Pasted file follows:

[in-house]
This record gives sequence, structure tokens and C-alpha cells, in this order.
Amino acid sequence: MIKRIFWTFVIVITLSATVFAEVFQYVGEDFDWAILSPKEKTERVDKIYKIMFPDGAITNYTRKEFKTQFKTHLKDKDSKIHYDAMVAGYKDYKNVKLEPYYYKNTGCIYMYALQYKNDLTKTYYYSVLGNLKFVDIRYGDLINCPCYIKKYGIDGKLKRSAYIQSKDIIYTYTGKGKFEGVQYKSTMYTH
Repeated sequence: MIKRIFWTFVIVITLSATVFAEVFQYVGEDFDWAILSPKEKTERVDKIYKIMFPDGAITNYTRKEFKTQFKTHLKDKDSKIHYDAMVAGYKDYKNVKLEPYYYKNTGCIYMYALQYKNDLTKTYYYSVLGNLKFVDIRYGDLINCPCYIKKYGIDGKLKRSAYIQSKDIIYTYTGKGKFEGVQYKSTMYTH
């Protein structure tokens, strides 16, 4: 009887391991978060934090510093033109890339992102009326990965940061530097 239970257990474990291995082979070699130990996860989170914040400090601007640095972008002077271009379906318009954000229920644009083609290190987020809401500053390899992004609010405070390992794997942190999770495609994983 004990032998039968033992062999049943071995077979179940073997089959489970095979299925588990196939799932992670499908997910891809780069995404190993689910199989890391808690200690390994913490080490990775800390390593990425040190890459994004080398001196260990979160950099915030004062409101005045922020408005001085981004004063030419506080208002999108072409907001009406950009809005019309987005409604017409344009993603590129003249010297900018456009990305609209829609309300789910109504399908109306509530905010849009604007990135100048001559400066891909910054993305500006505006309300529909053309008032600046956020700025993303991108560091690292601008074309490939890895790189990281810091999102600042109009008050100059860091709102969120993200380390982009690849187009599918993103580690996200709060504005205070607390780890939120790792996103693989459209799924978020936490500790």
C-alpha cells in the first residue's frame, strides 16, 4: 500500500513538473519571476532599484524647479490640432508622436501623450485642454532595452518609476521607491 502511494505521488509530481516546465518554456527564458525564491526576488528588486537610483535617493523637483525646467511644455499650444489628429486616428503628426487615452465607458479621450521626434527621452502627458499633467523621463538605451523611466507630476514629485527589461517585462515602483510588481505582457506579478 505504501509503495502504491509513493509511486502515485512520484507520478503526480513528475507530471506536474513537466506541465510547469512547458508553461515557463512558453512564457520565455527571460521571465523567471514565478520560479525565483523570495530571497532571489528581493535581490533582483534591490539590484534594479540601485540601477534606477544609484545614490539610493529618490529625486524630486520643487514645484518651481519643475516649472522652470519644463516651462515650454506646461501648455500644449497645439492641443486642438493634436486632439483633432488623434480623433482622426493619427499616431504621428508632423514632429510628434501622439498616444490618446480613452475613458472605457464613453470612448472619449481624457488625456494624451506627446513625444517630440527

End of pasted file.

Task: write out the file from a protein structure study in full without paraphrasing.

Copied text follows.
[in-house]
This record gives sequence, structure tokens and C-alpha cells, in this order.
Amino acid sequence: MIKRIFWTFVIVITLSATVFAEVFQYVGEDFDWAILSPKEKTERVDKIYKIMFPDGAITNYTRKEFKTQFKTHLKDKDSKIHYDAMVAGYKDYKNVKLEPYYYKNTGCIYMYALQYKNDLTKTYYYSVLGNLKFVDIRYGDLINCPCYIKKYGIDGKLKRSAYIQSKDIIYTYTGKGKFEGVQYKSTMYTH
Repeated sequence: MIKRIFWTFVIVITLSATVFAEVFQYVGEDFDWAILSPKEKTERVDKIYKIMFPDGAITNYTRKEFKTQFKTHLKDKDSKIHYDAMVAGYKDYKNVKLEPYYYKNTGCIYMYALQYKNDLTKTYYYSVLGNLKFVDIRYGDLINCPCYIKKYGIDGKLKRSAYIQSKDIIYTYTGKGKFEGVQYKSTMYTH
């Protein structure tokens, strides 16, 4: 009887391991978060934090510093033109890339992102009326990965940061530097 239970257990474990291995082979070699130990996860989170914040400090601007640095972008002077271009379906318009954000229920644009083609290190987020809401500053390899992004609010405070390992794997942190999770495609994983 004990032998039968033992062999049943071995077979179940073997089959489970095979299925588990196939799932992670499908997910891809780069995404190993689910199989890391808690200690390994913490080490990775800390390593990425040190890459994004080398001196260990979160950099915030004062409101005045922020408005001085981004004063030419506080208002999108072409907001009406950009809005019309987005409604017409344009993603590129003249010297900018456009990305609209829609309300789910109504399908109306509530905010849009604007990135100048001559400066891909910054993305500006505006309300529909053309008032600046956020700025993303991108560091690292601008074309490939890895790189990281810091999102600042109009008050100059860091709102969120993200380390982009690849187009599918993103580690996200709060504005205070607390780890939120790792996103693989459209799924978020936490500790």
C-alpha cells in the first residue's frame, strides 16, 4: 500500500513538473519571476532599484524647479490640432508622436501623450485642454532595452518609476521607491 502511494505521488509530481516546465518554456527564458525564491526576488528588486537610483535617493523637483525646467511644455499650444489628429486616428503628426487615452465607458479621450521626434527621452502627458499633467523621463538605451523611466507630476514629485527589461517585462515602483510588481505582457506579478 505504501509503495502504491509513493509511486502515485512520484507520478503526480513528475507530471506536474513537466506541465510547469512547458508553461515557463512558453512564457520565455527571460521571465523567471514565478520560479525565483523570495530571497532571489528581493535581490533582483534591490539590484534594479540601485540601477534606477544609484545614490539610493529618490529625486524630486520643487514645484518651481519643475516649472522652470519644463516651462515650454506646461501648455500644449497645439492641443486642438493634436486632439483633432488623434480623433482622426493619427499616431504621428508632423514632429510628434501622439498616444490618446480613452475613458472605457464613453470612448472619449481624457488625456494624451506627446513625444517630440527